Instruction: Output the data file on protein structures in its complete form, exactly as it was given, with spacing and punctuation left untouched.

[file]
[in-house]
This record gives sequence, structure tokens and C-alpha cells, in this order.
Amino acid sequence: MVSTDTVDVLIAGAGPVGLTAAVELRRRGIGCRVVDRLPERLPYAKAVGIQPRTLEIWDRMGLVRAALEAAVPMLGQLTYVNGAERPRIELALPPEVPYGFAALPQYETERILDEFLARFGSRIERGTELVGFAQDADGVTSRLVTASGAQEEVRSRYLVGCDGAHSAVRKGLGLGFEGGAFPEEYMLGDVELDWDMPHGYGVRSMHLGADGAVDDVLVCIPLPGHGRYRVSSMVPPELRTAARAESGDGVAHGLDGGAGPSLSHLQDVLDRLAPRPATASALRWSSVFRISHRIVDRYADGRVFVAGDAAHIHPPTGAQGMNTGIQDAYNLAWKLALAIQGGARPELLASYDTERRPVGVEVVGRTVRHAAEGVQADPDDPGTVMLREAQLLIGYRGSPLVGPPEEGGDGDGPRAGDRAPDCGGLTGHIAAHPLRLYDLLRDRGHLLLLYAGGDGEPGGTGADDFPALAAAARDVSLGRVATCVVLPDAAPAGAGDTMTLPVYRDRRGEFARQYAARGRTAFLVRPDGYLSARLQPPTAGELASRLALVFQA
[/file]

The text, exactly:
[in-house]
This record gives sequence, structure tokens and C-alpha cells, in this order.
Amino acid sequence: MVSTDTVDVLIAGAGPVGLTAAVELRRRGIGCRVVDRLPERLPYAKAVGIQPRTLEIWDRMGLVRAALEAAVPMLGQLTYVNGAERPRIELALPPEVPYGFAALPQYETERILDEFLARFGSRIERGTELVGFAQDADGVTSRLVTASGAQEEVRSRYLVGCDGAHSAVRKGLGLGFEGGAFPEEYMLGDVELDWDMPHGYGVRSMHLGADGAVDDVLVCIPLPGHGRYRVSSMVPPELRTAARAESGDGVAHGLDGGAGPSLSHLQDVLDRLAPRPATASALRWSSVFRISHRIVDRYADGRVFVAGDAAHIHPPTGAQGMNTGIQDAYNLAWKLALAIQGGARPELLASYDTERRPVGVEVVGRTVRHAAEGVQADPDDPGTVMLREAQLLIGYRGSPLVGPPEEGGDGDGPRAGDRAPDCGGLTGHIAAHPLRLYDLLRDRGHLLLLYAGGDGEPGGTGADDFPALAAAARDVSLGRVATCVVLPDAAPAGAGDTMTLPVYRDRRGEFARQYAARGRTAFLVRPDGYLSARLQPPTAGELASRLALVFQA